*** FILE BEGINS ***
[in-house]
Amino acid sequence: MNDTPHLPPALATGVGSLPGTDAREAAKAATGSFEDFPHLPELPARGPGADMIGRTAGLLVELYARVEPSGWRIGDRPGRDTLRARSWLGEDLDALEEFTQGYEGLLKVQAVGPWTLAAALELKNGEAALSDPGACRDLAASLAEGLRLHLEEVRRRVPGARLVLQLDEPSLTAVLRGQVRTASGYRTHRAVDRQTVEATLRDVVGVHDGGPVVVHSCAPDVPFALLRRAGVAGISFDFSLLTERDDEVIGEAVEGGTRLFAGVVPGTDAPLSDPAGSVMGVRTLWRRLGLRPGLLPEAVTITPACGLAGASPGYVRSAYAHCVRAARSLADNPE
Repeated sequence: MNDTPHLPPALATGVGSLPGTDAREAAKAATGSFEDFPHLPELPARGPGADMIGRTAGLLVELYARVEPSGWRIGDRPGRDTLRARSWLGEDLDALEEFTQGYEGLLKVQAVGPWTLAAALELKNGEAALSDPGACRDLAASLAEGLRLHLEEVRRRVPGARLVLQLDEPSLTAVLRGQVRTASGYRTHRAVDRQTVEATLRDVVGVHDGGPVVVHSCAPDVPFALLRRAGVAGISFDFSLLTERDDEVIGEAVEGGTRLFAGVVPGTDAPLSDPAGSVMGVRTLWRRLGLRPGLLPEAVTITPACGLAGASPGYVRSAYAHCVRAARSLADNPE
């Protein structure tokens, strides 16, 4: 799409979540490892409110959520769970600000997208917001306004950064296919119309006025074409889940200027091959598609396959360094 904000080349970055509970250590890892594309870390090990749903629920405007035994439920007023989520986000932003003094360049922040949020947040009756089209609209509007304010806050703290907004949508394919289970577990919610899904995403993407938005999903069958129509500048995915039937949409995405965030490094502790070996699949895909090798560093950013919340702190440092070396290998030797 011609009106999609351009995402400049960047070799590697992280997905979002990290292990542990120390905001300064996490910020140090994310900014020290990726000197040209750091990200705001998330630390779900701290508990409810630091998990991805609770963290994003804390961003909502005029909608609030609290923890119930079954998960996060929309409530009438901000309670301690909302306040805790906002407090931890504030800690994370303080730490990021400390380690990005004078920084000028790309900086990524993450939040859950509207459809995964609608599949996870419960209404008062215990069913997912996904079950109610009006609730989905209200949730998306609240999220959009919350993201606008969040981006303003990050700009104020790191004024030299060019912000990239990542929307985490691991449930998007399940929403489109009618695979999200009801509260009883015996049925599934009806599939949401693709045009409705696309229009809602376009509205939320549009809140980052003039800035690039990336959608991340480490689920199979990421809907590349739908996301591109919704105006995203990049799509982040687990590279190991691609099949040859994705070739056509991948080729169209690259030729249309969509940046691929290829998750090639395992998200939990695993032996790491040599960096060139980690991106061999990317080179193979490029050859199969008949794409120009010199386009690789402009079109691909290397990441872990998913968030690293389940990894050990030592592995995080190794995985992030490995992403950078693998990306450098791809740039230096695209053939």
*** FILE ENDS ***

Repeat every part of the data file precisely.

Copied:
[in-house]
Amino acid sequence: MNDTPHLPPALATGVGSLPGTDAREAAKAATGSFEDFPHLPELPARGPGADMIGRTAGLLVELYARVEPSGWRIGDRPGRDTLRARSWLGEDLDALEEFTQGYEGLLKVQAVGPWTLAAALELKNGEAALSDPGACRDLAASLAEGLRLHLEEVRRRVPGARLVLQLDEPSLTAVLRGQVRTASGYRTHRAVDRQTVEATLRDVVGVHDGGPVVVHSCAPDVPFALLRRAGVAGISFDFSLLTERDDEVIGEAVEGGTRLFAGVVPGTDAPLSDPAGSVMGVRTLWRRLGLRPGLLPEAVTITPACGLAGASPGYVRSAYAHCVRAARSLADNPE
Repeated sequence: MNDTPHLPPALATGVGSLPGTDAREAAKAATGSFEDFPHLPELPARGPGADMIGRTAGLLVELYARVEPSGWRIGDRPGRDTLRARSWLGEDLDALEEFTQGYEGLLKVQAVGPWTLAAALELKNGEAALSDPGACRDLAASLAEGLRLHLEEVRRRVPGARLVLQLDEPSLTAVLRGQVRTASGYRTHRAVDRQTVEATLRDVVGVHDGGPVVVHSCAPDVPFALLRRAGVAGISFDFSLLTERDDEVIGEAVEGGTRLFAGVVPGTDAPLSDPAGSVMGVRTLWRRLGLRPGLLPEAVTITPACGLAGASPGYVRSAYAHCVRAARSLADNPE
């Protein structure tokens, strides 16, 4: 799409979540490892409110959520769970600000997208917001306004950064296919119309006025074409889940200027091959598609396959360094 904000080349970055509970250590890892594309870390090990749903629920405007035994439920007023989520986000932003003094360049922040949020947040009756089209609209509007304010806050703290907004949508394919289970577990919610899904995403993407938005999903069958129509500048995915039937949409995405965030490094502790070996699949895909090798560093950013919340702190440092070396290998030797 011609009106999609351009995402400049960047070799590697992280997905979002990290292990542990120390905001300064996490910020140090994310900014020290990726000197040209750091990200705001998330630390779900701290508990409810630091998990991805609770963290994003804390961003909502005029909608609030609290923890119930079954998960996060929309409530009438901000309670301690909302306040805790906002407090931890504030800690994370303080730490990021400390380690990005004078920084000028790309900086990524993450939040859950509207459809995964609608599949996870419960209404008062215990069913997912996904079950109610009006609730989905209200949730998306609240999220959009919350993201606008969040981006303003990050700009104020790191004024030299060019912000990239990542929307985490691991449930998007399940929403489109009618695979999200009801509260009883015996049925599934009806599939949401693709045009409705696309229009809602376009509205939320549009809140980052003039800035690039990336959608991340480490689920199979990421809907590349739908996301591109919704105006995203990049799509982040687990590279190991691609099949040859994705070739056509991948080729169209690259030729249309969509940046691929290829998750090639395992998200939990695993032996790491040599960096060139980690991106061999990317080179193979490029050859199969008949794409120009010199386009690789402009079109691909290397990441872990998913968030690293389940990894050990030592592995995080190794995985992030490995992403950078693998990306450098791809740039230096695209053939």